Snail Mucin – Extract from the slime of snails of the species Helix aspersa Müller. The snail slime is collected from living animals on snail farms and processed for use as a cosmetics ingredient. Snail mucin claims to improve skin elasticity and scar healing.


Lactoferrin – Iron-binding protein from milk. Commonly used in cosmetics as a skin and hair conditioner.

LactoseA sugar in milk. Obtained from the whey of cow’s milk. Lactose is used in cosmetics as a humectant and skin conditioner.

Hydrolyzed Milk Protein – Chemically altered milk protein. Used in cosmetics as an antistatic, skin and hair conditioner.

Fish & Other Marine Animals

Squalene – can be from killed animals or vegetable. Occurs naturally (along with squalane) in fish liver oil and many vegetable oils. Obtained from shark liver oil or olive oil. Antistatic, emollient, hair conditioner and refatting substance in cosmetics.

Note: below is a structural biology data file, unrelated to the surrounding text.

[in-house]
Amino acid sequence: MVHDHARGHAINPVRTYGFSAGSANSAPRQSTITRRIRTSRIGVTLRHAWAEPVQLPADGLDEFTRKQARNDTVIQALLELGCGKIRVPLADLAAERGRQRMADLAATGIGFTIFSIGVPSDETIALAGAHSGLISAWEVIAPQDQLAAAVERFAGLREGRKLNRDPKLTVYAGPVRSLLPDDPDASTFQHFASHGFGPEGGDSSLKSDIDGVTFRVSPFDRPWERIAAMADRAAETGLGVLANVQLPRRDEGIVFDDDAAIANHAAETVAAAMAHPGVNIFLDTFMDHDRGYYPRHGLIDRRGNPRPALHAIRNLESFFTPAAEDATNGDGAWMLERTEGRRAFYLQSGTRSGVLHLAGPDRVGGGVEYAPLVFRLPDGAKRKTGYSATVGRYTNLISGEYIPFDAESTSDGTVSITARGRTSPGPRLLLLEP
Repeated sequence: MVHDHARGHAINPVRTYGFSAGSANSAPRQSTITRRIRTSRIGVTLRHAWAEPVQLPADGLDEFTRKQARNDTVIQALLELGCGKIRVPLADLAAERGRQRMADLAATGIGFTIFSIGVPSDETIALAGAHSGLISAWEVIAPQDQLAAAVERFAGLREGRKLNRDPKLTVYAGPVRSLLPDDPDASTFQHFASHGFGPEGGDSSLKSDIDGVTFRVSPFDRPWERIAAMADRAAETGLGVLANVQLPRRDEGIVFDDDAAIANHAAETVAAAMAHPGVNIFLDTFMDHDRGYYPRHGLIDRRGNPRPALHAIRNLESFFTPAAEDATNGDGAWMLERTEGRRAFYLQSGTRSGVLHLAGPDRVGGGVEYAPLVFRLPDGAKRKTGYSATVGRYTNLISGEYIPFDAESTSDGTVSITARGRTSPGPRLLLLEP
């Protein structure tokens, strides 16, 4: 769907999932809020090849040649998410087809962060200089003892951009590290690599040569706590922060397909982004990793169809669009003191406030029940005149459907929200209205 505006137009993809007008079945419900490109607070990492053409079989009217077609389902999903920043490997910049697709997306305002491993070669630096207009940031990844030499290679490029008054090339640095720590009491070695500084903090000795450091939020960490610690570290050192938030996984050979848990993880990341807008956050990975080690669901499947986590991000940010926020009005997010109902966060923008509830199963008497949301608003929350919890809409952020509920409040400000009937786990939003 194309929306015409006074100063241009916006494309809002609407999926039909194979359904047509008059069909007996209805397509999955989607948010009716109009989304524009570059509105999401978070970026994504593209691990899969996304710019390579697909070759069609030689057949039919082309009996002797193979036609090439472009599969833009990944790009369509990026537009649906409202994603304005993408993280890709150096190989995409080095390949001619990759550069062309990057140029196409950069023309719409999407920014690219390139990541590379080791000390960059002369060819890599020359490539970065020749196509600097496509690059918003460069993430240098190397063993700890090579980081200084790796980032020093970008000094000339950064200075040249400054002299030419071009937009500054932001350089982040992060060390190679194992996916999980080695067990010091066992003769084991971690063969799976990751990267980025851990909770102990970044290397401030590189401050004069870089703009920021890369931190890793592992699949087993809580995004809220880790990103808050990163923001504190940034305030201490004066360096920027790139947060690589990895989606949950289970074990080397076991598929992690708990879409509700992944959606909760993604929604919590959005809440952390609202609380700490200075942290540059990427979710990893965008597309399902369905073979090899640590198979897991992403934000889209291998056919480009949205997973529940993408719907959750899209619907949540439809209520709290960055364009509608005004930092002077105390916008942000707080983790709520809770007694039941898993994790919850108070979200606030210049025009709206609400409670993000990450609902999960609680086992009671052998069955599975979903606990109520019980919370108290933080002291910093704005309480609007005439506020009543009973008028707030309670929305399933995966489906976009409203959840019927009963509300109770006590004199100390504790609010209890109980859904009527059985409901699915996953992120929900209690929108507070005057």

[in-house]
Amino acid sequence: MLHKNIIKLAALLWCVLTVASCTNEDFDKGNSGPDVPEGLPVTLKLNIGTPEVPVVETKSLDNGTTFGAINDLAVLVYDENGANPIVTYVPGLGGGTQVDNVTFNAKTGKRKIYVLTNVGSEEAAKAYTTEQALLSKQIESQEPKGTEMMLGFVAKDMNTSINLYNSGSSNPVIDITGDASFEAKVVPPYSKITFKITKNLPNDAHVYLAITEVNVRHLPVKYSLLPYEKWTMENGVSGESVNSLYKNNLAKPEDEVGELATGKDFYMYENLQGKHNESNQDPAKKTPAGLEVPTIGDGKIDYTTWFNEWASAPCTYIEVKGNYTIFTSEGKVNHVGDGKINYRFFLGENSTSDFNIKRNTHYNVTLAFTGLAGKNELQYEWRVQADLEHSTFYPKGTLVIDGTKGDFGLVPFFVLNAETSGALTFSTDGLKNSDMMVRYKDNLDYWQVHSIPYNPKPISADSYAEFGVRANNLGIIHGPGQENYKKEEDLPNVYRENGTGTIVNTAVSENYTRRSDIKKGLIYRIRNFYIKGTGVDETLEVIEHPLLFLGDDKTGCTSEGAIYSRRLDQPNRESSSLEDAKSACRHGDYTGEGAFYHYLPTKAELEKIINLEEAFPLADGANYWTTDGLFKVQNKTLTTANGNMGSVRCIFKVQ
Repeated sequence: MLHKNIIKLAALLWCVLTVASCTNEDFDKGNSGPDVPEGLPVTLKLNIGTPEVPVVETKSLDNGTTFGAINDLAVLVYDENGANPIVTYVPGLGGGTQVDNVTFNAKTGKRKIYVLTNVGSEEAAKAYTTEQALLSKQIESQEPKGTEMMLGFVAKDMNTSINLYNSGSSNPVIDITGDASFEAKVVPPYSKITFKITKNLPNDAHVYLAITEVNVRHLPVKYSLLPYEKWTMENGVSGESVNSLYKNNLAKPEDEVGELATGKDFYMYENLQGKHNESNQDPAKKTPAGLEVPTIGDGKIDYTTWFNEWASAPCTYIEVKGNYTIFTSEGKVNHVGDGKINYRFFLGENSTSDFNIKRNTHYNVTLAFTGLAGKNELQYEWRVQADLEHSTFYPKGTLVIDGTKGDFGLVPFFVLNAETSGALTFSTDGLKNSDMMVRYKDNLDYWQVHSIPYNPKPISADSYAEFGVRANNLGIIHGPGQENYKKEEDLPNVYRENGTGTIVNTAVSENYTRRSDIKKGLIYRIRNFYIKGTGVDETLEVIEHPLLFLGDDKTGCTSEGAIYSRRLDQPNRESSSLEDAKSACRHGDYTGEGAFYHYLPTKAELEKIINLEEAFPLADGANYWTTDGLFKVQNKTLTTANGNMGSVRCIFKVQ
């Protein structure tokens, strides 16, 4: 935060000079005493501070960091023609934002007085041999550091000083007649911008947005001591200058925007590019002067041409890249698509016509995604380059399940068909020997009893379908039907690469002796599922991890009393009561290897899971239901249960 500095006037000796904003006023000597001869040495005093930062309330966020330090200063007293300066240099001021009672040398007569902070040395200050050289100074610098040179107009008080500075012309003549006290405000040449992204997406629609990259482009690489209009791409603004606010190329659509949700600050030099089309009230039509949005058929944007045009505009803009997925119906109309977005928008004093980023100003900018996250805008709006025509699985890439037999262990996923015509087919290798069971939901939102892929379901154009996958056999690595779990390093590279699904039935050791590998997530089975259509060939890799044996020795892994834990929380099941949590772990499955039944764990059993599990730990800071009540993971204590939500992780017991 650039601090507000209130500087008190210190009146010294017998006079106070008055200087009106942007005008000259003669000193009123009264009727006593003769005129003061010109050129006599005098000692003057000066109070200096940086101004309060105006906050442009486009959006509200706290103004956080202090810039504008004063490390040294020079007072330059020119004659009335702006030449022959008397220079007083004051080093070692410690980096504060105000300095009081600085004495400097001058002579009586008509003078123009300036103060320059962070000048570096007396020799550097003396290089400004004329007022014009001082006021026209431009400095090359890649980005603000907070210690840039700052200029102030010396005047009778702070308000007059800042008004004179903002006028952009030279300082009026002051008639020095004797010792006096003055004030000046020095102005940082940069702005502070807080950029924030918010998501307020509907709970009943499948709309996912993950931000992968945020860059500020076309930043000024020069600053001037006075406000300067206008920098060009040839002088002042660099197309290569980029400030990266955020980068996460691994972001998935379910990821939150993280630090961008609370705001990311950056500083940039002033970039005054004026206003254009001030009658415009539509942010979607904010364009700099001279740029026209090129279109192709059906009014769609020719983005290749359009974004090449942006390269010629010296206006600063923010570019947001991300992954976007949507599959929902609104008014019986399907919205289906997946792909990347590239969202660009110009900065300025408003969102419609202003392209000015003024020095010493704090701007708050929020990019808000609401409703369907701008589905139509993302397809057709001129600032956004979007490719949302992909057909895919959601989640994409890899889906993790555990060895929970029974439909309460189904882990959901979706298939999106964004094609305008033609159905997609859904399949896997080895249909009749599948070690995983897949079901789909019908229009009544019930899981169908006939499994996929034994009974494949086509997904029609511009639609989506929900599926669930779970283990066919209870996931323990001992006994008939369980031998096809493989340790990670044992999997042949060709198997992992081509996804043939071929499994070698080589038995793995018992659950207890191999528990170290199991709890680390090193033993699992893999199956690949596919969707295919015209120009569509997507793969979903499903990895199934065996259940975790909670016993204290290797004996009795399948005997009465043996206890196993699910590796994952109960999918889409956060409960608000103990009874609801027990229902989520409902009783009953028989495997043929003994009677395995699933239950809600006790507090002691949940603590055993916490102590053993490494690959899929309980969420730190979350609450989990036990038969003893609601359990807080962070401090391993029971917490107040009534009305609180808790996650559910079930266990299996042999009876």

Guanine (CI 75170) – can be from killed animals or synthetic. The pearlescent part of fish scales. Industrially manufactured from the scales and skin of fish. Can also be produced from uric acid. Opacifier and colourant (pearlescent pigment) in cosmetics, e.g. shampoos, nail polish, eye shadow. Pearlescent in paints, lacquers, and plastics.

Glucosamine – from killed animals. Occurs naturally in the exoskeletons of insects and crustaceans. Obtained industrially from the shells of crabs and shrimps. Hair and skin conditioner in cosmetics.

Chondroitin – Obtained from the connective tissue of killed animals. Important constituent of animal cartilage. Used in cosmetics as a hair and skin conditioner.

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What do you think

1 thought on “These Common Animal-Derived Ingredients Used in Cosmetics are Not Vegan”

  1. I can’t believe what l read. How horrible that any human can obtain such cruelty to animals l spends researching what l buy,and sometimes wonder if l did the right choice. I purchased hask shampoo and conditioner containing kerotene now l have to them away. I guess my research was not as good as l thought.

    It was a very informative article you wrote l learned a lot.

    Thank you